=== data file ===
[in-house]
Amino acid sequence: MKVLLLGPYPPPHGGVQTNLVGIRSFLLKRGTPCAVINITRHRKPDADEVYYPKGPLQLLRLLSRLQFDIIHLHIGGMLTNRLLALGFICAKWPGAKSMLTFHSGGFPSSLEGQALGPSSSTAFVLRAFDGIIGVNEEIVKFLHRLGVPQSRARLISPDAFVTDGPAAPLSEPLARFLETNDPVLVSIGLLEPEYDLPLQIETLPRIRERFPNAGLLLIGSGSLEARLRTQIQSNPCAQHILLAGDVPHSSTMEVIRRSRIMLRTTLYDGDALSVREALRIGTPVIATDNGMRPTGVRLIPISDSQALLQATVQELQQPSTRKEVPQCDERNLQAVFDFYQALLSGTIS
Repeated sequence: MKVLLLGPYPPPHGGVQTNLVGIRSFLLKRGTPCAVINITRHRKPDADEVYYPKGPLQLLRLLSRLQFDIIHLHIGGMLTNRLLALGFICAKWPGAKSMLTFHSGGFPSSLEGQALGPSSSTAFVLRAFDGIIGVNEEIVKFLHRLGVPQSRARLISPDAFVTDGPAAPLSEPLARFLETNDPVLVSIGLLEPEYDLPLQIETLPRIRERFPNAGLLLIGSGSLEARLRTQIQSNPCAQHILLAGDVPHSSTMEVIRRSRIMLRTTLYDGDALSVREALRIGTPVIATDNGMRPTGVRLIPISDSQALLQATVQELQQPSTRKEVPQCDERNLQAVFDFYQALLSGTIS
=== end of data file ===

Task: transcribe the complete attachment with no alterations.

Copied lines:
[in-house]
Amino acid sequence: MKVLLLGPYPPPHGGVQTNLVGIRSFLLKRGTPCAVINITRHRKPDADEVYYPKGPLQLLRLLSRLQFDIIHLHIGGMLTNRLLALGFICAKWPGAKSMLTFHSGGFPSSLEGQALGPSSSTAFVLRAFDGIIGVNEEIVKFLHRLGVPQSRARLISPDAFVTDGPAAPLSEPLARFLETNDPVLVSIGLLEPEYDLPLQIETLPRIRERFPNAGLLLIGSGSLEARLRTQIQSNPCAQHILLAGDVPHSSTMEVIRRSRIMLRTTLYDGDALSVREALRIGTPVIATDNGMRPTGVRLIPISDSQALLQATVQELQQPSTRKEVPQCDERNLQAVFDFYQALLSGTIS
Repeated sequence: MKVLLLGPYPPPHGGVQTNLVGIRSFLLKRGTPCAVINITRHRKPDADEVYYPKGPLQLLRLLSRLQFDIIHLHIGGMLTNRLLALGFICAKWPGAKSMLTFHSGGFPSSLEGQALGPSSSTAFVLRAFDGIIGVNEEIVKFLHRLGVPQSRARLISPDAFVTDGPAAPLSEPLARFLETNDPVLVSIGLLEPEYDLPLQIETLPRIRERFPNAGLLLIGSGSLEARLRTQIQSNPCAQHILLAGDVPHSSTMEVIRRSRIMLRTTLYDGDALSVREALRIGTPVIATDNGMRPTGVRLIPISDSQALLQATVQELQQPSTRKEVPQCDERNLQAVFDFYQALLSGTIS